Facebook is currently in a rush to integrate the backend of Facebook, Instagram and WhatsApp Messenger and enable interoperation between the disparate platforms. One of the reasons for the haste is believed to be plans by the U.S. Government to block this on Facebook antitrust concerns related to competition and privacy grounds, and now the Wall Street Journal reports on the first evidence of such a move.
The Wall Street Journal reports that the US Federal Trade Commission (FTC) is considering seeking a preliminary injunction against Facebook to prevent further integration of the services. This will be on the basis of antitrust concerns, as the larger platform would prevent the rise of competitors and would prevent interoperability by other networks.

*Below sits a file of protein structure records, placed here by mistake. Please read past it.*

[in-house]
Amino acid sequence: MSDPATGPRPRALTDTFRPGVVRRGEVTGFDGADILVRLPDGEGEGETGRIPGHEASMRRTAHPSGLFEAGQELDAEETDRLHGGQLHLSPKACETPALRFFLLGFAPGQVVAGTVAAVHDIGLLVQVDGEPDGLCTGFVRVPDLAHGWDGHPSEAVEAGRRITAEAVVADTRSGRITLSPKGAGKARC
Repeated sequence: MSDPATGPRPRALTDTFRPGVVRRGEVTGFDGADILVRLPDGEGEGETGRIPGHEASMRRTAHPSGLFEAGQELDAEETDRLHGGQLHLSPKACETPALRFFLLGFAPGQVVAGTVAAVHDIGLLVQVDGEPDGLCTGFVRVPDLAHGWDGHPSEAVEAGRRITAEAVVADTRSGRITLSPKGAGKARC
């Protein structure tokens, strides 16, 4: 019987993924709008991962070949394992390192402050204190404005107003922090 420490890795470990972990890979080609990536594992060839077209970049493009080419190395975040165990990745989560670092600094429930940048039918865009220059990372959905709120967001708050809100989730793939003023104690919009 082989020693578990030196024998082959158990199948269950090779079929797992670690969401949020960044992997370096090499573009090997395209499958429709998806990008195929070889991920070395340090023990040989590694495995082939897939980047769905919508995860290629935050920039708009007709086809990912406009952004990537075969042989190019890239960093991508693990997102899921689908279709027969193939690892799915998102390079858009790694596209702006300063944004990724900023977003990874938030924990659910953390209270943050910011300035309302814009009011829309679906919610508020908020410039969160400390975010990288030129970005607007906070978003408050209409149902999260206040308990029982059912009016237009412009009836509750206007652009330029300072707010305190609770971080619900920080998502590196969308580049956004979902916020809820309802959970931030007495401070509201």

As part of the Facebook antitrust investigation, the FTC is also concerned that integration now would prevent them from breaking up the services in the future. Facebook has announced that there are a combined 2.5 billion people on their 3 messaging platforms and is currently under investigation by the FTC for their data handling practices.
A decision about whether the FTC will go ahead with requesting an injunction is expected as soon as next month, and this may also include forcing Facebook to open up interoperability with competitors. Such an injunction would require the commission to file a suit in federal court.
Facebook for its part has said it will operate the combined networks with a new “Privacy-Focused Vision” which focusses on key principles, including user privacy, better encryption, interoperability, secure data storage, and reducing permanence.
Facebook did not comment on the specific report, however.